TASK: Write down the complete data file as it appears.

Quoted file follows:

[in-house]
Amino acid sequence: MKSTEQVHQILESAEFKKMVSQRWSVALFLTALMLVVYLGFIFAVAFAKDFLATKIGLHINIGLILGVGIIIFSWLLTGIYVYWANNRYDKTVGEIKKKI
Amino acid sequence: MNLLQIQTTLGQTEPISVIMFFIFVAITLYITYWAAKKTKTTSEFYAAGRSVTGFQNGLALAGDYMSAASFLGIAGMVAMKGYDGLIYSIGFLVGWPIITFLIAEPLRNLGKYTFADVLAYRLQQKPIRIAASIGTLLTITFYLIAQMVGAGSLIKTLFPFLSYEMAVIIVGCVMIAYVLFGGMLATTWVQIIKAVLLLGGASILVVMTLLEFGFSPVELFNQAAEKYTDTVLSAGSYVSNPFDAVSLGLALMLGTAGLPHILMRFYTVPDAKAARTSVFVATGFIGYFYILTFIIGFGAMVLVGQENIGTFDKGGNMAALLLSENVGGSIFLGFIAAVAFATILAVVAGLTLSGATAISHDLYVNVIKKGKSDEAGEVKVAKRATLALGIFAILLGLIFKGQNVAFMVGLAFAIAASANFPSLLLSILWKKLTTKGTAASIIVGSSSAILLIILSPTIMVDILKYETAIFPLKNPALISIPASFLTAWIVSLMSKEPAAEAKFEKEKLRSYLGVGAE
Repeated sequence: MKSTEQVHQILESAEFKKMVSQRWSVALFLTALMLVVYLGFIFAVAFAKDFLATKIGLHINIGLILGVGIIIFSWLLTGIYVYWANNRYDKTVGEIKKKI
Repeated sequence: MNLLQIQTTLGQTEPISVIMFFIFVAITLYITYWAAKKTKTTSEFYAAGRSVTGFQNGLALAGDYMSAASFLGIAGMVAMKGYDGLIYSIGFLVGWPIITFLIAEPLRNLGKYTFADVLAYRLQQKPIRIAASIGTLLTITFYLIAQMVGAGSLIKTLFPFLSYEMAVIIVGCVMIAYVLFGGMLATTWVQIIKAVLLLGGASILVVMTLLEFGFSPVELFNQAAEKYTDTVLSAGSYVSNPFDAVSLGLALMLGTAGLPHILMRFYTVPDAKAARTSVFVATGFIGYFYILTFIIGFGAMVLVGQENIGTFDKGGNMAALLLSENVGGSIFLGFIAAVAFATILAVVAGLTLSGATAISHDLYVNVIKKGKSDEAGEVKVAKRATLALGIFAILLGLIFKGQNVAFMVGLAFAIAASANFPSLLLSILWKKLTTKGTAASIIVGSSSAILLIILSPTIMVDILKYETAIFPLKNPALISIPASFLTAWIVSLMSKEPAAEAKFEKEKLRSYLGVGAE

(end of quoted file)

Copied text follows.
[in-house]
Amino acid sequence: MKSTEQVHQILESAEFKKMVSQRWSVALFLTALMLVVYLGFIFAVAFAKDFLATKIGLHINIGLILGVGIIIFSWLLTGIYVYWANNRYDKTVGEIKKKI
Amino acid sequence: MNLLQIQTTLGQTEPISVIMFFIFVAITLYITYWAAKKTKTTSEFYAAGRSVTGFQNGLALAGDYMSAASFLGIAGMVAMKGYDGLIYSIGFLVGWPIITFLIAEPLRNLGKYTFADVLAYRLQQKPIRIAASIGTLLTITFYLIAQMVGAGSLIKTLFPFLSYEMAVIIVGCVMIAYVLFGGMLATTWVQIIKAVLLLGGASILVVMTLLEFGFSPVELFNQAAEKYTDTVLSAGSYVSNPFDAVSLGLALMLGTAGLPHILMRFYTVPDAKAARTSVFVATGFIGYFYILTFIIGFGAMVLVGQENIGTFDKGGNMAALLLSENVGGSIFLGFIAAVAFATILAVVAGLTLSGATAISHDLYVNVIKKGKSDEAGEVKVAKRATLALGIFAILLGLIFKGQNVAFMVGLAFAIAASANFPSLLLSILWKKLTTKGTAASIIVGSSSAILLIILSPTIMVDILKYETAIFPLKNPALISIPASFLTAWIVSLMSKEPAAEAKFEKEKLRSYLGVGAE
Repeated sequence: MKSTEQVHQILESAEFKKMVSQRWSVALFLTALMLVVYLGFIFAVAFAKDFLATKIGLHINIGLILGVGIIIFSWLLTGIYVYWANNRYDKTVGEIKKKI
Repeated sequence: MNLLQIQTTLGQTEPISVIMFFIFVAITLYITYWAAKKTKTTSEFYAAGRSVTGFQNGLALAGDYMSAASFLGIAGMVAMKGYDGLIYSIGFLVGWPIITFLIAEPLRNLGKYTFADVLAYRLQQKPIRIAASIGTLLTITFYLIAQMVGAGSLIKTLFPFLSYEMAVIIVGCVMIAYVLFGGMLATTWVQIIKAVLLLGGASILVVMTLLEFGFSPVELFNQAAEKYTDTVLSAGSYVSNPFDAVSLGLALMLGTAGLPHILMRFYTVPDAKAARTSVFVATGFIGYFYILTFIIGFGAMVLVGQENIGTFDKGGNMAALLLSENVGGSIFLGFIAAVAFATILAVVAGLTLSGATAISHDLYVNVIKKGKSDEAGEVKVAKRATLALGIFAILLGLIFKGQNVAFMVGLAFAIAASANFPSLLLSILWKKLTTKGTAASIIVGSSSAILLIILSPTIMVDILKYETAIFPLKNPALISIPASFLTAWIVSLMSKEPAAEAKFEKEKLRSYLGVGAE